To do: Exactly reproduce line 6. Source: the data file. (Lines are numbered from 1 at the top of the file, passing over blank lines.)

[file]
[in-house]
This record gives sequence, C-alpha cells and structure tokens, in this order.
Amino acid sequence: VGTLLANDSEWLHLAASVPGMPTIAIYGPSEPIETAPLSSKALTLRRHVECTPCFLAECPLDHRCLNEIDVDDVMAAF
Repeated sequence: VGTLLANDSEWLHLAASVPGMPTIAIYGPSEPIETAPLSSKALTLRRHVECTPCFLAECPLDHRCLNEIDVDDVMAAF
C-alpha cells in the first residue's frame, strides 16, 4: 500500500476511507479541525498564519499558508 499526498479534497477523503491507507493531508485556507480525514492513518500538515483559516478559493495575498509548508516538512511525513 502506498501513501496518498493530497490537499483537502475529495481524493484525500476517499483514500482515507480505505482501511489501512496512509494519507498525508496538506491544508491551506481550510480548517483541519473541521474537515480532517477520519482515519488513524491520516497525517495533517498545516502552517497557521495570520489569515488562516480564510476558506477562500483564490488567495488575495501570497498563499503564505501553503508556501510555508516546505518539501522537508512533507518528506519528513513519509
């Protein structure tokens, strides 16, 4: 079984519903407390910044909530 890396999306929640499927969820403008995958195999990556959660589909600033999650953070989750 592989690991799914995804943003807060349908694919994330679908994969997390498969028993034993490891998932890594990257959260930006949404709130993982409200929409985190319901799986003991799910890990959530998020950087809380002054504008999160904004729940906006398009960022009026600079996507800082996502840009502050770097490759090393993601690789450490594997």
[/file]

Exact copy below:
């Protein structure tokens, strides 16, 4: 079984519903407390910044909530 890396999306929640499927969820403008995958195999990556959660589909600033999650953070989750 592989690991799914995804943003807060349908694919994330679908994969997390498969028993034993490891998932890594990257959260930006949404709130993982409200929409985190319901799986003991799910890990959530998020950087809380002054504008999160904004729940906006398009960022009026600079996507800082996502840009502050770097490759090393993601690789450490594997």